*We had gone through a whole period
of time where we were able to use, in
very effective and appropriate ways,
community reserves to provide even
greater levels of service to needy con-
stituencies in our community," Jackier
said.
"Now we've come back to under-
standing, because of the virtual lack of
reserves, that we don't have a choice but
to live within the Campaign achieve-
ment."
He added: "We have to go back to a
culture that existed in the mid-1980s,
where we live off the Annual Campaign,
where the needs we fund and the cost
associated with that rely solely on the
Campaign."
The available cushion is about $5.9
million based on an anticipated unre-
stricted reserve base of $14.1 million.
Hints of budget troubles surfaced last
summer, when Federation told agencies,
which received a 1 percent increase
across the board the year before, to
strategize should reductions occur.
Discussions continued, with specifics
developed between February
and April, a time that Jackier
called "gut wrenching."
Agencies also have seen United
Way and government funding
cut.
Federation's focus now
includes helping agencies corn-
bine efficiencies, move forward
and stay productive.

By The Numbers

Of the $30 million available
from the 2003 Campaign,
Israel and Overseas received
allocations of $13.9 million, a
reduction of 30 percent. Local
and national agencies received
allocations of $16.2 million, a
reduction of 12 percent.
Page
Jewish day schools received
an across-the-board cut of 5
percent.
The Alliance for Jewish Education
saw a 21 percent reduction, or about

$338,000, that includes its absorption
of the Agency for Jewish Education and
the resulting operational efficiencies and
refinements.
Jewish Family Service's reduction was
4.5 percent. The JVS reduction was 6.5
percent, Jewish Home and Aging
Services', 15 percent.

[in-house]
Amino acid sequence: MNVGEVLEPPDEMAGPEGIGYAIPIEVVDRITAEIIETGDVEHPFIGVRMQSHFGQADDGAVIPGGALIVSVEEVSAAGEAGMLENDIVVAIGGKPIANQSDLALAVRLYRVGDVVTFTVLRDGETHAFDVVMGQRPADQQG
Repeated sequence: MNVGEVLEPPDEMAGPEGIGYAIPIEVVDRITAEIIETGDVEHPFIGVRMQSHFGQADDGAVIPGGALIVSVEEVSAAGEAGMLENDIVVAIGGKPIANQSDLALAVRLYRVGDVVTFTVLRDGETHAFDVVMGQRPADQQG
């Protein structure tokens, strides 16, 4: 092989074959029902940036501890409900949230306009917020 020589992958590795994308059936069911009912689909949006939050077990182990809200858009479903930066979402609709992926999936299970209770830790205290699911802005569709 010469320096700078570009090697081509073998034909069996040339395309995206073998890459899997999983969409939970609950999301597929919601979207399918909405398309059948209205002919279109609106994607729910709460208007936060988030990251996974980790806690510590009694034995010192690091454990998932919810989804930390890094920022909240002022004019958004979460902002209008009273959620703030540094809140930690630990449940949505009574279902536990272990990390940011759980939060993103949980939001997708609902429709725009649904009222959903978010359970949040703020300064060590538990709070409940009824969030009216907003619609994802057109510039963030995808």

Federation gave priority to Jewish
education and support services for the
low-income frail elderly, said Linda Z.
Klein, chair of Federation's Planning
and Allocations Steering Committee.
Federation also decided that the largest
reduction of the budget and implemen-
tation plan — $750,000 — would
come in the first year of the three-year
plan.
"Based on the information we have,
we still have an additional $1.1 million
to cut between Federation and its agen-
cies over the next two years," Klein said.
"What can make the difference in
whether we have to cut more as
planned, or hopefully, we can forestall
cuts, is the Annual Campaign."

The Human Cost

Some 70 staff members of Federation
and its member agencies have been laid
off since April.
Some Federation agencies have seen
increased workloads as well as funding
cuts because of the tough economic
times.
"We acknowledged the direct impact
of people not only losing their jobs
within the system, but also losing their
jobs throughout the community," said
Howard Neistein, Federation's chief
planning officer.
Th e n the Jewish Fund
stepped in. The foundation of
well over $50 million was
started with the proceeds from
the 1997 sale of Sinai
Hospital to the Detroit
Medical Center.
Jewish Fund grants totaling
$500,000 went to four
Federation agencies to offset
the $500,000 pullback in
funding, to bolster the
increased workloads and to
offer assistance to jobless
agency workers and others.
WS will receive a grant of
$200,000; $150,000 will go
to Jewish Family Service (JFS)
to support its temporary assis-
tance program; $60,000 is
earmarked for a Jewish Home
and Aging Services guardian-
ship program; and $90,000 is to facili-
tate medical services and pharmaceuti-
cals for indigent clients referred by JFS